After flat out denying the existence of slavery within its borders for many years, in 2013 the government of Mauritania finally began to tentatively acknowledge that the practice continues to persist. To be sure, it remains a highly sensitive issue and government officials balk when it is brought to the international stage. For example, during a panel discussion at the U.N. that immediately followed Tuesday's award ceremony, a representative of Mauritania's Human Rights Commission reported that Mauritania had lodged a formal complaint with the Office of the High Commission for Human Rights for selecting Dah Abeid to receive the 2013 Prize.
Due to the government's stance, and because the government metes out harsh punishments upon anyone who attempts to investigate or report on the phenomenon, reliable figures about the prevalence of slavery are impossible to come by. Nonetheless, advocates estimate that 10-20% of Mauritania's population of 3.4 million are slaves, which amounts to somewhere between 340,000 and 680,000 people.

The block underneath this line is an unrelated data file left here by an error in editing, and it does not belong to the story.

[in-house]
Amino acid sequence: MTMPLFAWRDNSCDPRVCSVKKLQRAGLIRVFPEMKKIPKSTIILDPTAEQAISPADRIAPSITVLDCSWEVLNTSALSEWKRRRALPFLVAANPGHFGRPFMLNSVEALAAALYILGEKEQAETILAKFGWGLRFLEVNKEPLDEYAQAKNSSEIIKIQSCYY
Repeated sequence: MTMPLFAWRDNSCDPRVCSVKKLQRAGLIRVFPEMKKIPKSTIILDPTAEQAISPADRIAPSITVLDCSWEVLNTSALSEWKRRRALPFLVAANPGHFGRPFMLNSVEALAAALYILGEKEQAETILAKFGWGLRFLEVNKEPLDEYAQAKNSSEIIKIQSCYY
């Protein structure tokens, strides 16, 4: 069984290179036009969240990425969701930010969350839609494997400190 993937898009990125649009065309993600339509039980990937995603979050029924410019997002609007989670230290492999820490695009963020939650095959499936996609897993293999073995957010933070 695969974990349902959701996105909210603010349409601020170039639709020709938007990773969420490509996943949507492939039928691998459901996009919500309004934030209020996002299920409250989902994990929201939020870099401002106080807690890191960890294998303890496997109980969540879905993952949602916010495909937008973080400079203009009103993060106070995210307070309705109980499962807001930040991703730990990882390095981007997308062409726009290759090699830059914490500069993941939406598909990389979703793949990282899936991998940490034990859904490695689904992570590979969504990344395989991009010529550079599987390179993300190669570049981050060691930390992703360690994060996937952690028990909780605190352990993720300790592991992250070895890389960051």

On the books, slavery in Mauritania no longer exists. The country abolished the practice in 1981 and in 2007 passed legislation to criminalize slavery. Nevertheless, the new law and government denial have done equally little to alter the plight of slaves. To date, only one person has been convicted of owning slaves, in 2011, and there are no cases currently pending. Moreover, in 2011, the government invested a measly $14,300 to reduce poverty among former slaves.